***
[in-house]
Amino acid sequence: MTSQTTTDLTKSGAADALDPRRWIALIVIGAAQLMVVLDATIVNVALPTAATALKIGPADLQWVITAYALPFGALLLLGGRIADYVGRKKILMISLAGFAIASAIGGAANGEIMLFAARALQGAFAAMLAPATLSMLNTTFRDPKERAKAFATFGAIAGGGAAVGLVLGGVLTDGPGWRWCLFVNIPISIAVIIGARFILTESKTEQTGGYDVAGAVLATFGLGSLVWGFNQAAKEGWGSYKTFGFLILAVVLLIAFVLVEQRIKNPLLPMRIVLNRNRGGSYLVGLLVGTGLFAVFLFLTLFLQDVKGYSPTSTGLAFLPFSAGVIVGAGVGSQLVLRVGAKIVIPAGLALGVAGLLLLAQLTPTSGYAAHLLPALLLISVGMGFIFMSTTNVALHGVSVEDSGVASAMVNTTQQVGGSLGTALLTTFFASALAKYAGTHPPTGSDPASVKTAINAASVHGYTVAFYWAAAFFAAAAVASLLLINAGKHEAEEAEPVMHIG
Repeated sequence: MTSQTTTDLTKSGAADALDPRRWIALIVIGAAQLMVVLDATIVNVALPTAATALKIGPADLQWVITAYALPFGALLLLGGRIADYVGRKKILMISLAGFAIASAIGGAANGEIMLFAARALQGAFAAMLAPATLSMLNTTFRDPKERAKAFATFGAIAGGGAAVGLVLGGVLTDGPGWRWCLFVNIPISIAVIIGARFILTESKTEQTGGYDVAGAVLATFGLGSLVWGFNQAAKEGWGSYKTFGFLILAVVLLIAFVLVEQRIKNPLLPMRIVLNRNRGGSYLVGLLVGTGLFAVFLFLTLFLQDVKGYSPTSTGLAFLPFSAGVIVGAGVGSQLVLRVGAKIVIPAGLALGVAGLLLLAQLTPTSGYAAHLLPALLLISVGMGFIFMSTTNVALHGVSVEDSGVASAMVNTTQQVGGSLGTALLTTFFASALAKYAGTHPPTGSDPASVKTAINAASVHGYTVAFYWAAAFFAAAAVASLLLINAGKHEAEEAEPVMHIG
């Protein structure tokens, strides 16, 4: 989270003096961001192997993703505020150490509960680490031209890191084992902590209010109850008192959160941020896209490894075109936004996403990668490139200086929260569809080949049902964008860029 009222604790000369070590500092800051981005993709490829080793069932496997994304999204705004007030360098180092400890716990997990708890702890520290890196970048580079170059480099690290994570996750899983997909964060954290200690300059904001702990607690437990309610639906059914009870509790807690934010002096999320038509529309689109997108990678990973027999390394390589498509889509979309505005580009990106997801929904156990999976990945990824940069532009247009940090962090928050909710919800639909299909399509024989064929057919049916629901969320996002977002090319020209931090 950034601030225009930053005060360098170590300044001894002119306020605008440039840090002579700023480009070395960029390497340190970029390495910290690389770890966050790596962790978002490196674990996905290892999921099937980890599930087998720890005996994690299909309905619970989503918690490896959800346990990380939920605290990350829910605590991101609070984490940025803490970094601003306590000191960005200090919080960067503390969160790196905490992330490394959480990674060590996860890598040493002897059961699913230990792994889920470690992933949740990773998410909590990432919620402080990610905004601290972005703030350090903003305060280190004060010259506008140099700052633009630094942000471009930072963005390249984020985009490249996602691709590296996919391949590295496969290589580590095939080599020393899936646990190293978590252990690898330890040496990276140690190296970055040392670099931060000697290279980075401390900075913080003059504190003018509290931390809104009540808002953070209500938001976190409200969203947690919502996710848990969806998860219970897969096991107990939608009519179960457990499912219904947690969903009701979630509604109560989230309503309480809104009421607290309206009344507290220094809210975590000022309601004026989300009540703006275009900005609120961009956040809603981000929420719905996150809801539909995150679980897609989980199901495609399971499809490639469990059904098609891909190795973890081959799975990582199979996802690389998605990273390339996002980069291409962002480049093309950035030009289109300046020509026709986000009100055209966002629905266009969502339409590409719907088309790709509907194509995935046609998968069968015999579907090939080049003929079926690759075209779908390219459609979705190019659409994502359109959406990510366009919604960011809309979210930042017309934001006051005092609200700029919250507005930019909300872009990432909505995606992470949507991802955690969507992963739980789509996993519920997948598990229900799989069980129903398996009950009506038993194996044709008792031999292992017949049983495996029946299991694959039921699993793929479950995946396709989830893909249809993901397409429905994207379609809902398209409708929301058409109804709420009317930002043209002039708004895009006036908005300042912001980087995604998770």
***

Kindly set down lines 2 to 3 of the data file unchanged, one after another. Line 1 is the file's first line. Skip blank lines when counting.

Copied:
Amino acid sequence: MTSQTTTDLTKSGAADALDPRRWIALIVIGAAQLMVVLDATIVNVALPTAATALKIGPADLQWVITAYALPFGALLLLGGRIADYVGRKKILMISLAGFAIASAIGGAANGEIMLFAARALQGAFAAMLAPATLSMLNTTFRDPKERAKAFATFGAIAGGGAAVGLVLGGVLTDGPGWRWCLFVNIPISIAVIIGARFILTESKTEQTGGYDVAGAVLATFGLGSLVWGFNQAAKEGWGSYKTFGFLILAVVLLIAFVLVEQRIKNPLLPMRIVLNRNRGGSYLVGLLVGTGLFAVFLFLTLFLQDVKGYSPTSTGLAFLPFSAGVIVGAGVGSQLVLRVGAKIVIPAGLALGVAGLLLLAQLTPTSGYAAHLLPALLLISVGMGFIFMSTTNVALHGVSVEDSGVASAMVNTTQQVGGSLGTALLTTFFASALAKYAGTHPPTGSDPASVKTAINAASVHGYTVAFYWAAAFFAAAAVASLLLINAGKHEAEEAEPVMHIG
Repeated sequence: MTSQTTTDLTKSGAADALDPRRWIALIVIGAAQLMVVLDATIVNVALPTAATALKIGPADLQWVITAYALPFGALLLLGGRIADYVGRKKILMISLAGFAIASAIGGAANGEIMLFAARALQGAFAAMLAPATLSMLNTTFRDPKERAKAFATFGAIAGGGAAVGLVLGGVLTDGPGWRWCLFVNIPISIAVIIGARFILTESKTEQTGGYDVAGAVLATFGLGSLVWGFNQAAKEGWGSYKTFGFLILAVVLLIAFVLVEQRIKNPLLPMRIVLNRNRGGSYLVGLLVGTGLFAVFLFLTLFLQDVKGYSPTSTGLAFLPFSAGVIVGAGVGSQLVLRVGAKIVIPAGLALGVAGLLLLAQLTPTSGYAAHLLPALLLISVGMGFIFMSTTNVALHGVSVEDSGVASAMVNTTQQVGGSLGTALLTTFFASALAKYAGTHPPTGSDPASVKTAINAASVHGYTVAFYWAAAFFAAAAVASLLLINAGKHEAEEAEPVMHIG